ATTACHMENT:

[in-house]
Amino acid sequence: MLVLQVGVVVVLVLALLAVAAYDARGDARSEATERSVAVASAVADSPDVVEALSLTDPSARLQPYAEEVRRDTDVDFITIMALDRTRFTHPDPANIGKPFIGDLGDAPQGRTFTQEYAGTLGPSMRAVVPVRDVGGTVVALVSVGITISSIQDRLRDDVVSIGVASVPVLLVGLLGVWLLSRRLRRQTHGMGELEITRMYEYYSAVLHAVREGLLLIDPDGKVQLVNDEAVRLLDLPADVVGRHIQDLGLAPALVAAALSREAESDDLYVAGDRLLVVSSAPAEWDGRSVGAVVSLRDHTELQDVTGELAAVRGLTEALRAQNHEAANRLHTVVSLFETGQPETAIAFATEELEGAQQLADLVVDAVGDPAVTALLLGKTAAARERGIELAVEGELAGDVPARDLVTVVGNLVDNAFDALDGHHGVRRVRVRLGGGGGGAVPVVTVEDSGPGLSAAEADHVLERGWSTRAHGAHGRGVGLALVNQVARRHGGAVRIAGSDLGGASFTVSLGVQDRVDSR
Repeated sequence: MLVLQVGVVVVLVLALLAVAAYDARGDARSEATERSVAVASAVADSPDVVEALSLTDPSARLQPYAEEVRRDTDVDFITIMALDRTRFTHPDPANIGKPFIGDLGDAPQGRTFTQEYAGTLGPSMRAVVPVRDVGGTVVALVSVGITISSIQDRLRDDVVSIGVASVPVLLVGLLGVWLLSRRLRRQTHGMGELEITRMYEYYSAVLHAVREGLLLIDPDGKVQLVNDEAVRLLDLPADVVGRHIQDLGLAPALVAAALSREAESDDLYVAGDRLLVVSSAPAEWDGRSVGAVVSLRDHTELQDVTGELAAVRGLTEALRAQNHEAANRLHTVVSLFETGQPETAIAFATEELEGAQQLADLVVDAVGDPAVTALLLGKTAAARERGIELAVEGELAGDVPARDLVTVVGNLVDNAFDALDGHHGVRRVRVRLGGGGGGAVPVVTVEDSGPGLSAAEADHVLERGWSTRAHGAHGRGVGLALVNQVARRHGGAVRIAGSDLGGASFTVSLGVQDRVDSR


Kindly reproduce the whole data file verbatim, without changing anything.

[in-house]
Amino acid sequence: MLVLQVGVVVVLVLALLAVAAYDARGDARSEATERSVAVASAVADSPDVVEALSLTDPSARLQPYAEEVRRDTDVDFITIMALDRTRFTHPDPANIGKPFIGDLGDAPQGRTFTQEYAGTLGPSMRAVVPVRDVGGTVVALVSVGITISSIQDRLRDDVVSIGVASVPVLLVGLLGVWLLSRRLRRQTHGMGELEITRMYEYYSAVLHAVREGLLLIDPDGKVQLVNDEAVRLLDLPADVVGRHIQDLGLAPALVAAALSREAESDDLYVAGDRLLVVSSAPAEWDGRSVGAVVSLRDHTELQDVTGELAAVRGLTEALRAQNHEAANRLHTVVSLFETGQPETAIAFATEELEGAQQLADLVVDAVGDPAVTALLLGKTAAARERGIELAVEGELAGDVPARDLVTVVGNLVDNAFDALDGHHGVRRVRVRLGGGGGGAVPVVTVEDSGPGLSAAEADHVLERGWSTRAHGAHGRGVGLALVNQVARRHGGAVRIAGSDLGGASFTVSLGVQDRVDSR
Repeated sequence: MLVLQVGVVVVLVLALLAVAAYDARGDARSEATERSVAVASAVADSPDVVEALSLTDPSARLQPYAEEVRRDTDVDFITIMALDRTRFTHPDPANIGKPFIGDLGDAPQGRTFTQEYAGTLGPSMRAVVPVRDVGGTVVALVSVGITISSIQDRLRDDVVSIGVASVPVLLVGLLGVWLLSRRLRRQTHGMGELEITRMYEYYSAVLHAVREGLLLIDPDGKVQLVNDEAVRLLDLPADVVGRHIQDLGLAPALVAAALSREAESDDLYVAGDRLLVVSSAPAEWDGRSVGAVVSLRDHTELQDVTGELAAVRGLTEALRAQNHEAANRLHTVVSLFETGQPETAIAFATEELEGAQQLADLVVDAVGDPAVTALLLGKTAAARERGIELAVEGELAGDVPARDLVTVVGNLVDNAFDALDGHHGVRRVRVRLGGGGGGAVPVVTVEDSGPGLSAAEADHVLERGWSTRAHGAHGRGVGLALVNQVARRHGGAVRIAGSDLGGASFTVSLGVQDRVDSR